// Stop looping if scale is unchanged or we've hit the mark
    } while ( scale !== (scale = tween.cur() / target) && scale !== 1 );


(Note that we can skip the block entirely when start === 0).

And as an aside, I love the new animation hook points; they made this a breeze.

comment:12 Changed 4 years ago by mikesherov

  • Owner changed from mikesherov to gibson042

richard, take this one home! You have the solution already.

comment:13 Changed 4 years ago by gibson042

Damn; I was really hoping you'd have something to offer on "perhaps less obfuscated"... that while condition is hairy as hell.

comment:14 Changed 4 years ago by mikesherov

I suppose I can take a look. I was hastily reassigning it to you. I figured I can nitpick after you get the PR together :-P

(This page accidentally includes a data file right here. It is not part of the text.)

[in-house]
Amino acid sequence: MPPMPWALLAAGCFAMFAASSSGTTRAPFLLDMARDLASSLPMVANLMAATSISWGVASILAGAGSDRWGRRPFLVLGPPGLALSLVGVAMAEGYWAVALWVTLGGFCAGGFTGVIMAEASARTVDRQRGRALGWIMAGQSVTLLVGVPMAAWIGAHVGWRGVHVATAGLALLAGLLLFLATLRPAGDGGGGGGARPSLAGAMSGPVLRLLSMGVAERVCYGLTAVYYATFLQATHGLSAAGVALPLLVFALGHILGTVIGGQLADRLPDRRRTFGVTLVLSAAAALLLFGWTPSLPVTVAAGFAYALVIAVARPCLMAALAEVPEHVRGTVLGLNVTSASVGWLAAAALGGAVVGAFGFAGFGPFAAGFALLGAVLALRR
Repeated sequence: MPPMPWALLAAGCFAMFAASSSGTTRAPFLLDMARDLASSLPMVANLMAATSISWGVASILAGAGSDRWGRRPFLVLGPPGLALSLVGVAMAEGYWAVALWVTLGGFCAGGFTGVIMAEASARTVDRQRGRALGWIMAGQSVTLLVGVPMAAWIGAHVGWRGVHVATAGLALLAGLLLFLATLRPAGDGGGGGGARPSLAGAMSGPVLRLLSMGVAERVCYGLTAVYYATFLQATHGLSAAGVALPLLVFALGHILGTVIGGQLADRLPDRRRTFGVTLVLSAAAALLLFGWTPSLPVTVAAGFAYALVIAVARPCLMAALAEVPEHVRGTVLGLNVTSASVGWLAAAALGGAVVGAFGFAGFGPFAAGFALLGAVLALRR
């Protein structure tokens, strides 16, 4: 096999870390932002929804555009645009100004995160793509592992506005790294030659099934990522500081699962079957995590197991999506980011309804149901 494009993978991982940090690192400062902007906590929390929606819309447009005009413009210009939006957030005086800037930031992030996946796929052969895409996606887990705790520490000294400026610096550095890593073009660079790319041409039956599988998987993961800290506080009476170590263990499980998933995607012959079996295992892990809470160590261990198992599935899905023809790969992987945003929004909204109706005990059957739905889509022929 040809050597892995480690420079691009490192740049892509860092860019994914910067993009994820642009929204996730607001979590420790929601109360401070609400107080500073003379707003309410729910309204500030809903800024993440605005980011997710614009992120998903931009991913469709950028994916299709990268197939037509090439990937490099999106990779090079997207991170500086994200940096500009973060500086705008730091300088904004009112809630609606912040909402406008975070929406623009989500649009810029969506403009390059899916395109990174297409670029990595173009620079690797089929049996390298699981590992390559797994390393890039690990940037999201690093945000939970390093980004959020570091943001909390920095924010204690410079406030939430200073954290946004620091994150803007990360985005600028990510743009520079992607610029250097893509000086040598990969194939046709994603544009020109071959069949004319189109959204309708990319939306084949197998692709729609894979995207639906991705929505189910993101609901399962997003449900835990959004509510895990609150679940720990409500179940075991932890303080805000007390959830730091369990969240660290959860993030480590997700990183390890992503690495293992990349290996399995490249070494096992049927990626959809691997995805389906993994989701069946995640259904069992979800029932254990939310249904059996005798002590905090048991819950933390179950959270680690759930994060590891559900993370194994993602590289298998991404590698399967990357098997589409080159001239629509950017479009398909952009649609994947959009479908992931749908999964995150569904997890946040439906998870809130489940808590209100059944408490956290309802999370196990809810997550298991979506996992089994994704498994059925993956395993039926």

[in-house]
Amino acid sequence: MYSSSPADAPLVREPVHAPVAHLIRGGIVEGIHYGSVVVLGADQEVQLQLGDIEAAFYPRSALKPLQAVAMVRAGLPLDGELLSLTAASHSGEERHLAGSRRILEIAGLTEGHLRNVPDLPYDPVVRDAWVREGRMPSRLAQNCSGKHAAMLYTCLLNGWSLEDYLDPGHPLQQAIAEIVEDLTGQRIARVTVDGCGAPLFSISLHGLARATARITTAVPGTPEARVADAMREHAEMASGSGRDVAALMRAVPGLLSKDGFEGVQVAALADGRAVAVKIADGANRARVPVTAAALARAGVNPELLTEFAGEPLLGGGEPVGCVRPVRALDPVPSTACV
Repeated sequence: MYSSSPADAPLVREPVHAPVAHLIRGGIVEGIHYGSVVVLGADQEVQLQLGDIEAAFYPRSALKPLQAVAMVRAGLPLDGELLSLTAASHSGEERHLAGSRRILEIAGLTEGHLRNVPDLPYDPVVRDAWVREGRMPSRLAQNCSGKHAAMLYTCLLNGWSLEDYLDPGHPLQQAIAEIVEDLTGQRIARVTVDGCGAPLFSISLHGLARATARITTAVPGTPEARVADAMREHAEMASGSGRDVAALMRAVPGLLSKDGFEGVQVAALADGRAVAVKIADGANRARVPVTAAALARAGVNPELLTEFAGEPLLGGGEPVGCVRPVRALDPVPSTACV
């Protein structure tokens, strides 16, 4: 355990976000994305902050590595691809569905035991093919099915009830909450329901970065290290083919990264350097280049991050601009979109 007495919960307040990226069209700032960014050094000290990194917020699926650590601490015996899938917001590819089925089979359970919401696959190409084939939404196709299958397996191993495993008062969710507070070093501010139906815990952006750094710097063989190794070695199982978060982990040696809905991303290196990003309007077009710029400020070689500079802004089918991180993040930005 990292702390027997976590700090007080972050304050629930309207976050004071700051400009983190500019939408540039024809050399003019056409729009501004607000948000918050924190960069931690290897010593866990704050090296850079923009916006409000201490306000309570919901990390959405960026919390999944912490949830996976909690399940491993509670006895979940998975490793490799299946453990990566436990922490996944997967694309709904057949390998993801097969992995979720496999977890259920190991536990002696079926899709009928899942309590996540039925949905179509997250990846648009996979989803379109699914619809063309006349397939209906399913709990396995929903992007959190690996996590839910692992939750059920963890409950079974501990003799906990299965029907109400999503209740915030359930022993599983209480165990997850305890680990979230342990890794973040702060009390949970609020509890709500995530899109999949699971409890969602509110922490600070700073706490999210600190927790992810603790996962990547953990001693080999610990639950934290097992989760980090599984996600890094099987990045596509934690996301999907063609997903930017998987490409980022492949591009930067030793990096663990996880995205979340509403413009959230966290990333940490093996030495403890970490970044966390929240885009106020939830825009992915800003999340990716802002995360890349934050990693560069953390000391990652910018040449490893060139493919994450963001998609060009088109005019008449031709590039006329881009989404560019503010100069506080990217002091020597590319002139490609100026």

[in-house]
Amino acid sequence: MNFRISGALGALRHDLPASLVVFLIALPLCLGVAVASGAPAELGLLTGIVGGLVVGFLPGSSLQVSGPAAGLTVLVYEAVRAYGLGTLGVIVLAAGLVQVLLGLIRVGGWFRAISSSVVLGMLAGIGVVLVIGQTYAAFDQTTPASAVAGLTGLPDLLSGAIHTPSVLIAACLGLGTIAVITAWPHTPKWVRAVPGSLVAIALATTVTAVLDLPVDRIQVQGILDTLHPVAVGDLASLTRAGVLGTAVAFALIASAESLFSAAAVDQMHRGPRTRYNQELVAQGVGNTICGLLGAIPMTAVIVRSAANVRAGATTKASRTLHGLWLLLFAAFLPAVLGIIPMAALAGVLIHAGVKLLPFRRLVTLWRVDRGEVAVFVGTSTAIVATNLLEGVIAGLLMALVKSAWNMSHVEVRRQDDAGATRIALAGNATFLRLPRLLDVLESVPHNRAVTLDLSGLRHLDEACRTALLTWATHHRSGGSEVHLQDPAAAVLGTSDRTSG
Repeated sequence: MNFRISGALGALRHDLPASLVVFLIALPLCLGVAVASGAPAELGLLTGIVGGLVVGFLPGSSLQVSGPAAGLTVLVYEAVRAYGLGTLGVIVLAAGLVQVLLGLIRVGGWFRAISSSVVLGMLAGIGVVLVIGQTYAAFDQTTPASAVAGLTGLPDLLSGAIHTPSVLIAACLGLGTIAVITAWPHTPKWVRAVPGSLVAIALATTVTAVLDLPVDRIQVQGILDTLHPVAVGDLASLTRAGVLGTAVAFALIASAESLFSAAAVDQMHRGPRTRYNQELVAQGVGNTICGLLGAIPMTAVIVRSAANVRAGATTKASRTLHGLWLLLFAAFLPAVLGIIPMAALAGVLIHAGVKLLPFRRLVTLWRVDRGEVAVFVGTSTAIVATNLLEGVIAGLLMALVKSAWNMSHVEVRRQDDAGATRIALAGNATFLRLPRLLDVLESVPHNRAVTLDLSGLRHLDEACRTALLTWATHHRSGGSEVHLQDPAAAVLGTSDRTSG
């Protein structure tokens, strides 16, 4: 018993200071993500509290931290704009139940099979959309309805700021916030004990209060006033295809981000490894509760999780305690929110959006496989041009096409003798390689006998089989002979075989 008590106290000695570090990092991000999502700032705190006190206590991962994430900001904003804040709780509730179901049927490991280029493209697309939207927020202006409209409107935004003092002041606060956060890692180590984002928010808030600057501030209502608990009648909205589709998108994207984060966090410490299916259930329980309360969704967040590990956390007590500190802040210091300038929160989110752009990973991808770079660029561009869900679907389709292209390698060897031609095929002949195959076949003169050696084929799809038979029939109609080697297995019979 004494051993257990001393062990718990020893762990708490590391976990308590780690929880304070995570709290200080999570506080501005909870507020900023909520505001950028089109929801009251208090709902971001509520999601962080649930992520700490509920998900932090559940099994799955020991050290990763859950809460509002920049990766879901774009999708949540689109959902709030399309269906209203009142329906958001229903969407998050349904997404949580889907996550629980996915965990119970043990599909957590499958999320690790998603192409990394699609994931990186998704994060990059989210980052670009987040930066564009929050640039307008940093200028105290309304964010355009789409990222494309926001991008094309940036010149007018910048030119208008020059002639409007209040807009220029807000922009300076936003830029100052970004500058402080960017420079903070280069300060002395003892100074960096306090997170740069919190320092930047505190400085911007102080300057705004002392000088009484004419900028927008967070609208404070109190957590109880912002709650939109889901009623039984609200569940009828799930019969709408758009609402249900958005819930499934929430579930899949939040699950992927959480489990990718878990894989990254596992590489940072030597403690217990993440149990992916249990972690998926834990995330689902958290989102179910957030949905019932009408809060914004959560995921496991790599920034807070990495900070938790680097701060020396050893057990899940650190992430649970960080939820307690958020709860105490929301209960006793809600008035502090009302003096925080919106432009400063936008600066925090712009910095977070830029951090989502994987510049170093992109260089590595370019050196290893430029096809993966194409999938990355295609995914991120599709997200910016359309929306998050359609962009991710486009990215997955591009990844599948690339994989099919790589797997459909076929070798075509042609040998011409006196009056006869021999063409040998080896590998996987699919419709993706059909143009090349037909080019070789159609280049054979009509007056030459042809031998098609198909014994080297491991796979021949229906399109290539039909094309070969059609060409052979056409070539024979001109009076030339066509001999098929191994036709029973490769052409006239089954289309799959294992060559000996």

comment:15 Changed 4 years ago by mikesherov

The other question is, does this resolve the regression I pointed out?

comment:16 Changed 4 years ago by gibson042

It'll shake out with the unit tests, but I believe so. The code on master miscalculates non-px start from trying to set style information on an animation object instead of its element. A naive correction would still suffer from miscalculation when end is sufficiently small, catastrophically when it is small enough to make tween.cur() return 0. PR 808 handles the first issue and goes a long way to handling the second; I just took it that final step.

Actually, I'd really just like to see PR 808 updated with the generalized code and unit tests so @jeff_themovie gets the credit he deserves. I'll save this for now and come back to it if there's no activity within a few days.

comment:17 Changed 4 years ago by jeff_themovie

I've updated the PR with Richard's test case and generalized solution. (Thanks Richard - awesome stuff!) Let me know if there's any other changes I should make.

comment:18 Changed 4 years ago by gnarf

I would think that the best way to calculate this would be to always assume "100" + unit when calculating the "unit value" -- it should give us enough granularity

comment:19 Changed 4 years ago by dmethvin

  • Resolution set to fixed
  • Status changed from assigned to closed